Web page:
Patients in this study were between 4 and 17 years old; a previous study had focused on adults.
The nasal formulation was much easier to use, and (of course) no needle was needed. Also the same nasal dose can be used for youth of all ages, so no more "half shots" for younger/smaller kids.
One patient sneezed immediately after getting the nasal glucagon, and this patient's BG levels did not rise, but the researcher wasn't worried because glucagon is usually given to unconscious people, who don't sneeze. The company involved (Locemia Solutions) is "in discussions with regulatory agencies".
There was a phone app (I think called "gocarb") where you took a picture of a plate of food, and it estimated carbs. Here are some of the tweets for that:
I'm a little dubious about this whole idea, but it did generate a lot of positive tweets.
Dexcom's G5 will soon be available in Europe:
The Google/Dexcom tiny BG sensor also generated some buzz:
Other Research I Found Interesting
The talk by Andrew Hattersly:
This is a one hour talk given by Dr. Hattersly, who basically discovered monogenic diabetes (often called MODY). I really enjoyed it, even if I did not understand all of the science. The talk is good because it shows how different scientific work comes together to make important discoveries, and how science is a team effort, and patients are involved. Monogenic diabetes is caused by a single genetic mutation. There are several different types of monogenic diabetes , each involves the mutation of a different single gene. This is quite different than classic type-1 diabetes, where there are many genetic features, some of which make type-1 more likely, some less likely, plus environment triggers, all of which come together to cause type-1 diabetes. Monogenetic is binary: you have the gene, you get the disease.
The key points from this talk are two fold:
- Anyone diagnosed with type-1 diabetes when they are under six months of age, actually has neonatal diabetes (one form of monogenic diabetes ). Neonatal diabetes can be treated with insulin, but can also be treated with a much cheaper pill (no shots!) If you, or someone you know, was diagnosed when less than six months old, and uses insulin, you (or they) may want to talk to your doctor about trying to switch to the pill. More information: http://www.diabetesgenes.org/content/neonatal-diabetes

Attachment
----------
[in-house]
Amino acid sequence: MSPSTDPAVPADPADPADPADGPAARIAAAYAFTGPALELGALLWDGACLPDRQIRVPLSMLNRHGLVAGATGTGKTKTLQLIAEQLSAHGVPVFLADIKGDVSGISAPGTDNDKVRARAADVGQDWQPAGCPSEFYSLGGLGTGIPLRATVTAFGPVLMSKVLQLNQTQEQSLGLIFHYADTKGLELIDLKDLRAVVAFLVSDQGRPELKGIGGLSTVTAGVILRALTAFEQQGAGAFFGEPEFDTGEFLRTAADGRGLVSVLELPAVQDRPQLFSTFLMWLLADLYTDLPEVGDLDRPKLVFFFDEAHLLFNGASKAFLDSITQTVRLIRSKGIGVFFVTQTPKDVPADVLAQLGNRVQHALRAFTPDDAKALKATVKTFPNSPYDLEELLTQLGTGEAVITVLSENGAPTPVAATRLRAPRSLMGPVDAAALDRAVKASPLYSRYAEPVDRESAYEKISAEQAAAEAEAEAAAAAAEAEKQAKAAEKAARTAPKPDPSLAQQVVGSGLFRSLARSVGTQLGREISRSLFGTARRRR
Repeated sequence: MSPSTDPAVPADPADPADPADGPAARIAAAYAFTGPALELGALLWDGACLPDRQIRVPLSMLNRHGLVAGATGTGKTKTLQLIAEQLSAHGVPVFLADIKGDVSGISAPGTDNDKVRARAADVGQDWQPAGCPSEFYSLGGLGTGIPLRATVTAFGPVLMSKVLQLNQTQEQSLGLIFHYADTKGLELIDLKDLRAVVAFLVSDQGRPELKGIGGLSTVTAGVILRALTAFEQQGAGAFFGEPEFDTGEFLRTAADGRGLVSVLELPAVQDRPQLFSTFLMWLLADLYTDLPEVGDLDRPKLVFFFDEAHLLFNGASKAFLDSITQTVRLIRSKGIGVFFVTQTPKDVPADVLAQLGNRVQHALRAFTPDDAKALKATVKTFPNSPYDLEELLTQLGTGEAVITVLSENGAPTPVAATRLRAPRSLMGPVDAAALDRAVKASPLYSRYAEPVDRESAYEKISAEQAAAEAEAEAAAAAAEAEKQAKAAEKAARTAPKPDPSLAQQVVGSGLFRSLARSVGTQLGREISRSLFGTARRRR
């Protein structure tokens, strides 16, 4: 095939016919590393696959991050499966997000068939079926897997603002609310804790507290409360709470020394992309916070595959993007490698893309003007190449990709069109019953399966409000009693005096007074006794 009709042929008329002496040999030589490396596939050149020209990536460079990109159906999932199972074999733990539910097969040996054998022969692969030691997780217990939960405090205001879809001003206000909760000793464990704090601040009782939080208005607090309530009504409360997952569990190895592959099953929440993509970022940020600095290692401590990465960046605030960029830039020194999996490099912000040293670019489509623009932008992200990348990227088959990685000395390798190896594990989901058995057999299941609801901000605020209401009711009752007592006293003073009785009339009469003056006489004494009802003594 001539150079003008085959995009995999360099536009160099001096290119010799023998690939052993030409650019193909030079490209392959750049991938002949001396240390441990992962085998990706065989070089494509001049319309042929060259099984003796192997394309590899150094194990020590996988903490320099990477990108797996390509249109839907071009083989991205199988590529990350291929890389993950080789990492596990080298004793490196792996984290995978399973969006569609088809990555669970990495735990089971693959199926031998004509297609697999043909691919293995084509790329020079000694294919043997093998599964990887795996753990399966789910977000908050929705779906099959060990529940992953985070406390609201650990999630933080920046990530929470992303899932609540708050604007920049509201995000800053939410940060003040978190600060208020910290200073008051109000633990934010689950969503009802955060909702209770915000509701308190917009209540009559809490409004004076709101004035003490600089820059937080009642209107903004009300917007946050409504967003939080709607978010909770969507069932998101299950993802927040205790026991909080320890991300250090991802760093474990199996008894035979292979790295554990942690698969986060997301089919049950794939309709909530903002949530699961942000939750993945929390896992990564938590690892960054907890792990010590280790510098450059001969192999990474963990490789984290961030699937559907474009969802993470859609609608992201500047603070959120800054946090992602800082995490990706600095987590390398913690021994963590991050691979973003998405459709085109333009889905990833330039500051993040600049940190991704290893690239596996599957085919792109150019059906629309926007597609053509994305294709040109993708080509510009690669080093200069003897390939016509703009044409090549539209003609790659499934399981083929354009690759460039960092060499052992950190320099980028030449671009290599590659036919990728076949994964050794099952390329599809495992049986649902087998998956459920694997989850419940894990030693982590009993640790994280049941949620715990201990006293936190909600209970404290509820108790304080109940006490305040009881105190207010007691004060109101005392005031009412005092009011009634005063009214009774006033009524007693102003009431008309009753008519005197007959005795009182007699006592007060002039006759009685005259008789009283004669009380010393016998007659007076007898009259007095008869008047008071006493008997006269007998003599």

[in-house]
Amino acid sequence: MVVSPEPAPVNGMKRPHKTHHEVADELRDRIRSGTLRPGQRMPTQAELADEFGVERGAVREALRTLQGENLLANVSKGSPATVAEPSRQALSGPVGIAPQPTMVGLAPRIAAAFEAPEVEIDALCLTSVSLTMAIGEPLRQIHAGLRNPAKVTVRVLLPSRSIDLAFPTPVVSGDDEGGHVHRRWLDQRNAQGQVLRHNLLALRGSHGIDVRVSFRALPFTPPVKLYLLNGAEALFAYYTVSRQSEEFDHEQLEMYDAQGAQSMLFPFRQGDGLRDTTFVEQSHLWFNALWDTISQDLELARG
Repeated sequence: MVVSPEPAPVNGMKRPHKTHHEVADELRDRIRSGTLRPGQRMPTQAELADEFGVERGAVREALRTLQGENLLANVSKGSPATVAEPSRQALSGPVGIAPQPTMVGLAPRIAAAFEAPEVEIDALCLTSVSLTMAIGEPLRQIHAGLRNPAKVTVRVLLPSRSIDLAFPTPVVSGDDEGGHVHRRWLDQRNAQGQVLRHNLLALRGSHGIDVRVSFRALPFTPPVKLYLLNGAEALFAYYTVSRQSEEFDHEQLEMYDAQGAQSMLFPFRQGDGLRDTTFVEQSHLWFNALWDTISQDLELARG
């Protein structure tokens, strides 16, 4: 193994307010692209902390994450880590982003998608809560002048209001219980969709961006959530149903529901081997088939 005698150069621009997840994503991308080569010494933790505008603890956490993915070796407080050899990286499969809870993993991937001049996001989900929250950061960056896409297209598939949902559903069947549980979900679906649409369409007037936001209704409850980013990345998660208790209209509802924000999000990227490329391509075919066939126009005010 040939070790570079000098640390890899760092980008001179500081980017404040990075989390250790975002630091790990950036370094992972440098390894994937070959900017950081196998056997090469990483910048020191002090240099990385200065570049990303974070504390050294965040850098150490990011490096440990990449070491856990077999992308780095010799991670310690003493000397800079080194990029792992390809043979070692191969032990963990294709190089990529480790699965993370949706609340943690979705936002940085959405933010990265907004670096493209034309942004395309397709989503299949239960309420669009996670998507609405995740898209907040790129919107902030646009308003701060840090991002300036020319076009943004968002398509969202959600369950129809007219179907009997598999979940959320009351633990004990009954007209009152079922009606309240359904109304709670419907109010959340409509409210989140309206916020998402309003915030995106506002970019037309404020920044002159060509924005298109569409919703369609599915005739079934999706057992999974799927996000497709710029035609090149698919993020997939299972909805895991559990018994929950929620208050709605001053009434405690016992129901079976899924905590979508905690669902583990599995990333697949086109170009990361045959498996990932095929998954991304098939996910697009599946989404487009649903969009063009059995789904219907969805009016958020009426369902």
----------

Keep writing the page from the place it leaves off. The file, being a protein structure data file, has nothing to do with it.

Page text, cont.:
- Dr. Hattersly estimates that between 1% and 3% of the people diagnosed with type-1 diabetes actually have some form of monogenitic diabetes. Except for neonatals, these people generally must be treated with insulin, just like type-1s, but it's still valuable knowledge. He has an experimental web page to calculate a person's chance of having monogenic type-1 diabetes: http://www.diabetesgenes.org/content/mody-probability-calculator
Autoimmune diseases in children and adults with type 1 diabetes from the type 1 diabetes exchange clinic registry || Abstract #499
This link has an abstract, the poster, and a 5 minute discussion by the author.
The Type 1 Diabetes Exchange is a huge project, funded by the Helmsly trust, to gather all kinds of data on over 25k people who have type-1 diabetes. Some findings:
The #1 additional autoimmune disease found in type-1s is thyroid disease at 19%.
Celiac's is #2 at 6%.
Sustained glycemic control and less nocturnal hypoglycemia with new insulin glargine 300 U/ml versus glargine 100 U/ml over 1 year in Japanese people with type 1 diabetes mellitus (EDITION JP 1) || Abstract #4http://www.easdvirtualmeeting.org/resources/sustained-glycaemic-control-and-less-nocturnal-hypoglycaemia-with-new-insulin-glargine-300-u-ml-versus-glargine-100-u-ml-over-1-year-in-japanese-people-with-type-1-diabetes-mellitus-edition-jp-1--2
ADA 2015 had at least one paper (which I found interesting) suggesting that higher density insulins were better for type-2 diabetics. Some extremely obese type-1 diabetics need to refill their pump every day with standard u100 insulin, but only every other day with u300 insulin. This is a money and convenience issue. But additionally, there was evidence that higher density insulins were more effective; that fewer units were needed for the same carb or basal situations. This study found that type-1s used more insulin, but had lower nocturnal numbers and at the same time, fewer lows. That's still a good outcome.
I found the comparison to u100 to higher density insulins interesting, especially if we get sets that can last longer than 3 days, the pressure for high density will become stronger.
joshualevy at gmail dot com
All the views expressed here are those of Joshua Levy, and nothing here is official JDRF or JDCA news, views, policies or opinions. My daughter has type-1 diabetes and participates in clinical trials, which might be discussed here. My blog contains a more complete non-conflict of interest statement. Thanks to everyone who helps with the blog.